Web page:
Sony’s Playstation 3 Delayed Over Blu-ray Specs? 
Home Theater News Blu-ray Hardware News
Written by Jerry Del Colliano   
Thursday, 23 February 2006 reported that Sony’s much-anticipated Playstation 3 gaming system could miss its slated spring 2006 debut, reportedly due to concerns about specifications related to the Blu-ray drive that powers it. Blu-ray discs are Sony’s foray into the world of HD capable discs and enjoy a healthy support group that includes Sony Pictures, Disney, Fox, Intel, Panasonic, Samsung and many others around the consumer electronics world.

Playstation 3’s delay comes as Microsoft’s Xbox 360 is already to market and selling well with its high-definition games. In terms of home video, the first HD-DVD players, the Toshiba-based rivals to Blu-ray, are scheduled for release on March 15, 2006, with online retailers like Chrutchfield already taking pre-orders for the $500 and $800 players. Reportedly, the initial launch of HD-DVD titles will be underwhelming, but with potentially no Blu-ray weeks away from launch, early adopters might need to take a shot at HD-DVD to cure their jones for HD content on a disc. It is hard to predict how this will impact the consumer-unfriendly format war that Sony and Toshiba have prepared for over HD discs.

Technical concerns about Blu-ray are unlikely to be about whether the players work. They have been shown multiple times as prototypes at industry tradeshows. The likely issue is copy protection. In the high stakes worlds of video games and home video, the question, is will the studios and game developers allow their content to freely flow via a digital connection from your player to your HDTV, or will they want some sort of copy protection? In the case of HDCP copy protection, one of the more notable options on the market, your set will need to make a “digital handshake” with your device. Reportedly upwards of 7,000,000 HDTV sets simply cannot make the handshake, leaving the people who helped get HDTV off the ground in its early days needing to invest in another set. Consumer groups are set to fight HDCP if need be, but that doesn’t calm the nerves of studios.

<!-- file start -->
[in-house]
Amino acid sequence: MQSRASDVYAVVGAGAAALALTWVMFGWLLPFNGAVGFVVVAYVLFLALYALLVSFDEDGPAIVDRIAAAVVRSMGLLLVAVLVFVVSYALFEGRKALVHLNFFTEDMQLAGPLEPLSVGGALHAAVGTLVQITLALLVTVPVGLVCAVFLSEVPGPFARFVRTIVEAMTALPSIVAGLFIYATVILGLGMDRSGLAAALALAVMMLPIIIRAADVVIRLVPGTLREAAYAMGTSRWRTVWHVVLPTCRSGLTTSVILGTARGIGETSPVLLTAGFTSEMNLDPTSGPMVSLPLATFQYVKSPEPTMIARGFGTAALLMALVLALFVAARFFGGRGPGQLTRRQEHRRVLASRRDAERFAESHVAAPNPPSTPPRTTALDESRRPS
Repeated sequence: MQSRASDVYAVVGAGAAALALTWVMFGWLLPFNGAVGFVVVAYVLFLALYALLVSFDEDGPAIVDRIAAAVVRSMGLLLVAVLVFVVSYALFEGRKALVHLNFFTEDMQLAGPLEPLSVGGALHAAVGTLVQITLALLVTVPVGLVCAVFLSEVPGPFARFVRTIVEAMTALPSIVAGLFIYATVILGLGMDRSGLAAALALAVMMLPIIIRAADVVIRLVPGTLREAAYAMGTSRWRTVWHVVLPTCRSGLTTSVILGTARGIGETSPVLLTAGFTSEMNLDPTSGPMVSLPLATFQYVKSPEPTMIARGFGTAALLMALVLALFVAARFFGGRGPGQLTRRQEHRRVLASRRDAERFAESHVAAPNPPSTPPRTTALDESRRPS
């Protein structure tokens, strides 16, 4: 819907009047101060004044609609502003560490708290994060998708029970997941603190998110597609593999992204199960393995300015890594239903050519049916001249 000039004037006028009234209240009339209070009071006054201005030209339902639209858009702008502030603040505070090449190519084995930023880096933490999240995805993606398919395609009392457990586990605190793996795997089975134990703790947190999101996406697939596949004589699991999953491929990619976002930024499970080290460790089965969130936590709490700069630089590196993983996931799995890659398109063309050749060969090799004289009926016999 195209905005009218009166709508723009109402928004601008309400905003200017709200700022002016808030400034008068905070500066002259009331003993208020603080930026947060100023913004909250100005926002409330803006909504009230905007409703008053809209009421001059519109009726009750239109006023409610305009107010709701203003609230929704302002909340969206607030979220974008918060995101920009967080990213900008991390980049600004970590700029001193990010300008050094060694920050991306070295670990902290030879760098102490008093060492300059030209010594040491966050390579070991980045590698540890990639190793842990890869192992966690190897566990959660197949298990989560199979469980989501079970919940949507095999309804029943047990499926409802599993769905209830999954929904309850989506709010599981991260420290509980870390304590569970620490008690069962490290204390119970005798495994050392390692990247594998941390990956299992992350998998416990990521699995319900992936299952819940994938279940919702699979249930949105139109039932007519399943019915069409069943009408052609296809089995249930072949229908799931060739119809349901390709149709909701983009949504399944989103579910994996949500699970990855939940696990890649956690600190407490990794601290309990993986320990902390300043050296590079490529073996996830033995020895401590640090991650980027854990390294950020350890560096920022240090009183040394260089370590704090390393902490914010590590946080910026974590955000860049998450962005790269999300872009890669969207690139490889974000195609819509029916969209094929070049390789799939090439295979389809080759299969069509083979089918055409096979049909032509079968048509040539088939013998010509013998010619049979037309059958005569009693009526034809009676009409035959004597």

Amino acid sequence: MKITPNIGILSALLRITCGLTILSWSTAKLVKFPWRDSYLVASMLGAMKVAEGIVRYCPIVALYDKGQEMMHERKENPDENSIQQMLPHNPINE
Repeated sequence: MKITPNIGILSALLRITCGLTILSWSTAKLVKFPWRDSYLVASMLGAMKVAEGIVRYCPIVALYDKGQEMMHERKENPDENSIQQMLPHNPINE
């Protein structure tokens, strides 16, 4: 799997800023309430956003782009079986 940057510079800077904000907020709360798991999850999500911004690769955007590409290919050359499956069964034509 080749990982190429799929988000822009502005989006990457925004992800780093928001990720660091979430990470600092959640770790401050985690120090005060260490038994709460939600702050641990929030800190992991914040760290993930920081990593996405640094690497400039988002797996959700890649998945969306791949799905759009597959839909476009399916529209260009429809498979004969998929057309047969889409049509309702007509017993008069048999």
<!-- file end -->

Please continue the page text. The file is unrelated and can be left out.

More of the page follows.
One way around technical problems related to copy protection is to have the producer not encrypt the content with copy protection at all. This would mean, even with a protected signal making a handshake between source and monitor, that the content would travel freely down a digital cable. Studios are afraid of piracy, as are game makers, but they are also conflicted about alienating and/or angering customers.


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